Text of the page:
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Discussion Starter · #1 ·
Hi,

Could do with some advise on how to stop Buddy (7mths) running to other dogs even if they are quite far away. He is brilliant with heel, sit, stay and come when there is no-one about but as soon as he catches sight of a possible play mate he is off! He will not run off with them but it usually takes a few calls and hes back and we can get back to having our walk together. I just can't get him to stay with me, I have been firm with the "leave" command which I was advised at classes, Buddy knows this but chooses to ignore! :x I have tried distracting him....by trying to make what I am doing more exciting but this just ends up with me making a fool of myself and him just going anyway!!! :roll:

Any suggestions?????Cheers Corbin :p
 

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In the good bad old days of dog training it used to be a maxim that unless the deterant was strong enough to overcome the pleasure that a dog was getting from whatever activity it was occupied with then he would continue doing it. Now. in these enlightened days of positive reinforcement, its finding a reward that the dog finds more appealing then whatever its doing

Sounds simple in theory, but if anyone can tell me what a young Lab finds more irresistable then a good romp with another dog then I am ready to order up a few kilos of it!!! :lol:

I can only hope it gets better as they get older. Training is a long process, some behaviours take longer to get right then others. Patience and consistancy will win in the end. At least thats what i keep telling myself! :wink:

Cheers
Nigel
 

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Sounds simple in theory, but if anyone can tell me what a young Lab finds more irresistable then a good romp with another dog then I am ready to order up a few kilos of it!!!
lol :D NigelB is quite right
The answer: don't let them discover what fun it is in the first place :D
One of the reasons I'm not keen on free for all play and the free for all puppy parties is it does just that, teaches your pup that playing with other dogs is much more fun that being with you, however much liver cake (or whatever) you have. Also, it's natural that they should find their own species far more interesting than us. After all, we don't speak 'dog' and they have to constantly work out what we want of them. Playing and socialising is important, but it should always be controlled.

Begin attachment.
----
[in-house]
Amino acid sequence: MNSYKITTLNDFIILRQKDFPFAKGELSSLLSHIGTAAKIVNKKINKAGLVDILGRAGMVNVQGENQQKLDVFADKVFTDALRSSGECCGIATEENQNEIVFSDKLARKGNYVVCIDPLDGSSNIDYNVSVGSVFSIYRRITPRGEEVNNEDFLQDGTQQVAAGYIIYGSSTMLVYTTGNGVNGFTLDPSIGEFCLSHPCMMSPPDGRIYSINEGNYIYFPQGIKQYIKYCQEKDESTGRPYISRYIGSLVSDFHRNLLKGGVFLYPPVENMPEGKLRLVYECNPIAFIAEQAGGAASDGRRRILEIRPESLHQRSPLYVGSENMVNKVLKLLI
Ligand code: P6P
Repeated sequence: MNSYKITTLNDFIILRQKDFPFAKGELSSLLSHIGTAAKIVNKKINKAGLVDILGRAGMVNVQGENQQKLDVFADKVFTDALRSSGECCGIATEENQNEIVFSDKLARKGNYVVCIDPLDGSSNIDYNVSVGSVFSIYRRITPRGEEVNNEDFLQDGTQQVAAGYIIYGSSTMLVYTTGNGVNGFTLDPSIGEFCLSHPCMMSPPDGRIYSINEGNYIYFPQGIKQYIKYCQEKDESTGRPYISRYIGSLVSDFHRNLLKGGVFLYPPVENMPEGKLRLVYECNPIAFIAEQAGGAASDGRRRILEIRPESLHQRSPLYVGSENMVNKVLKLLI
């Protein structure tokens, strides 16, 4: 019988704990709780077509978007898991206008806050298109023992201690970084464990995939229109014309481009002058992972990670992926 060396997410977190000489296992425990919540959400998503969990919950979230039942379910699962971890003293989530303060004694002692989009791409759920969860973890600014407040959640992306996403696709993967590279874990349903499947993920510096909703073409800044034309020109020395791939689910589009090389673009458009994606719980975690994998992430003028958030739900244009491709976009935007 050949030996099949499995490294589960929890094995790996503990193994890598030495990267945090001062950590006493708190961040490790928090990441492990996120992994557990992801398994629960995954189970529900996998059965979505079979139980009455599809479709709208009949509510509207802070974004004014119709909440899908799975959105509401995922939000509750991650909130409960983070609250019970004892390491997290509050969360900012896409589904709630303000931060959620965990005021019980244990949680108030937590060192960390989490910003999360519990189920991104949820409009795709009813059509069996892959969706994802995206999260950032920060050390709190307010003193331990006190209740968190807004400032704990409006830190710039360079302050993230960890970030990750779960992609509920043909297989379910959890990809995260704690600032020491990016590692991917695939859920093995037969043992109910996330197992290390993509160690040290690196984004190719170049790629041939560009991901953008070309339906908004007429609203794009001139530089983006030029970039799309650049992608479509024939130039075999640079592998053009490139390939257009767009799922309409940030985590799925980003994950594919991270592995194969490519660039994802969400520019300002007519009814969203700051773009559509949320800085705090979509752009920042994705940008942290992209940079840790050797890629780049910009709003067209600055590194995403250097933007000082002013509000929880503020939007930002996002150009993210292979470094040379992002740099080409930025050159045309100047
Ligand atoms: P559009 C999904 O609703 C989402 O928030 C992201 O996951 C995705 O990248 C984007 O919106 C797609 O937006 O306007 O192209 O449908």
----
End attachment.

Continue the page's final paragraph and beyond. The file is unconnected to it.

Problem with that is that hindsight is always a wonderful thing. The first step with training is to make sure they understand what the command is, the second is compulsion - making sure it is obeyed every time. Only issue a command when you know he is likely to obey, otherwise you are training him to ignore the command. First thing I would do would be to have him on a long trailing line. There's some info on these links.
http://www.labradorforums.co.uk/ftopict-642.html
http://www.labradorforums.co.uk/ftopict-231.html
HTH :)

PS
but this just ends up with me making a fool of myself and him just going anyway!!!
I remember a gundog trainer (weims) recounting stories of his dogs expoits over the years sometimes in a competition, sometimes on a shoot. He used to say it didn't matter how much you knew, or how experienced you were, there would always be the day when your dog would manage to make you look a fool :D - so don't worry - it happens to us all :D
 

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Forgot to say that the more controlled play (ie let them play, but on your terms - you decide when they can and when to stop), the less of a novelty it is to your dog too.
:)
 

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Hi, we used to have terrible trouble with our dog Charlie running off to say hello to other dogs and other people which was getting to be very worrying - but as soon as he became obsessed with playing ball he does not even look at other dogs/humans!!

We give Charlie his ball as we start our walk with him and he drops it once we get to the field and he knows he will be let off his lead - he plays retrieving games and hide and seek with the ball with us all the time until we have had our walk and put him back on the lead, then he carries it all the way home! :D I think that the whole population of the country could walk past us with all their dogs and he wouldnt care so long as we still threw him his ball!!!! :D